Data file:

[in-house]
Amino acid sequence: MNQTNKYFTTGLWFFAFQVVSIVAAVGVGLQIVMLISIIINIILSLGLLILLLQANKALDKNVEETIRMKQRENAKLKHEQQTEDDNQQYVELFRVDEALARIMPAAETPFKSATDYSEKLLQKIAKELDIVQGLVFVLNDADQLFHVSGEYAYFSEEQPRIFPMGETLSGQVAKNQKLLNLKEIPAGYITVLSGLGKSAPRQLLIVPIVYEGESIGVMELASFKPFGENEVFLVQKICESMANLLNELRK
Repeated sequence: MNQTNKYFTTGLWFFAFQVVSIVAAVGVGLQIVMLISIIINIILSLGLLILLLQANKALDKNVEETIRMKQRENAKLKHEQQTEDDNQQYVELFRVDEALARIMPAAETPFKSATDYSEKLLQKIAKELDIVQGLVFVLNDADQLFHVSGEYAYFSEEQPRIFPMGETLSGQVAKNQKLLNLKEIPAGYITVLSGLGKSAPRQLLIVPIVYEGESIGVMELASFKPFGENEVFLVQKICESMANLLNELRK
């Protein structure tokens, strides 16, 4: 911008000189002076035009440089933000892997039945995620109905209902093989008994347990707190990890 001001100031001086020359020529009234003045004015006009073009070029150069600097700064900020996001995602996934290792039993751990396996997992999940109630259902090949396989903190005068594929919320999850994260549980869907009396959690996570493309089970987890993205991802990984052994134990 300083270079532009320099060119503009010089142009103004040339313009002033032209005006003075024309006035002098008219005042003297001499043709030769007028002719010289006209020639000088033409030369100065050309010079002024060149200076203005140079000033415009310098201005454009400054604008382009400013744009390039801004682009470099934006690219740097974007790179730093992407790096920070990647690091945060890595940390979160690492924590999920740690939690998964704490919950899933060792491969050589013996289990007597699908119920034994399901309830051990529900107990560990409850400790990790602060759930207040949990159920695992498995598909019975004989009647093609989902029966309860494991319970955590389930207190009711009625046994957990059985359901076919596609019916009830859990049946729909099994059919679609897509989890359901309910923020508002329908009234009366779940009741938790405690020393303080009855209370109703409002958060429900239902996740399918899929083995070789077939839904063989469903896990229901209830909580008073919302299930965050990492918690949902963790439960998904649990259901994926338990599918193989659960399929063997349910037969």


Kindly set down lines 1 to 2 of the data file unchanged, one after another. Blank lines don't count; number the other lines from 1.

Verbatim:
[in-house]
Amino acid sequence: MNQTNKYFTTGLWFFAFQVVSIVAAVGVGLQIVMLISIIINIILSLGLLILLLQANKALDKNVEETIRMKQRENAKLKHEQQTEDDNQQYVELFRVDEALARIMPAAETPFKSATDYSEKLLQKIAKELDIVQGLVFVLNDADQLFHVSGEYAYFSEEQPRIFPMGETLSGQVAKNQKLLNLKEIPAGYITVLSGLGKSAPRQLLIVPIVYEGESIGVMELASFKPFGENEVFLVQKICESMANLLNELRK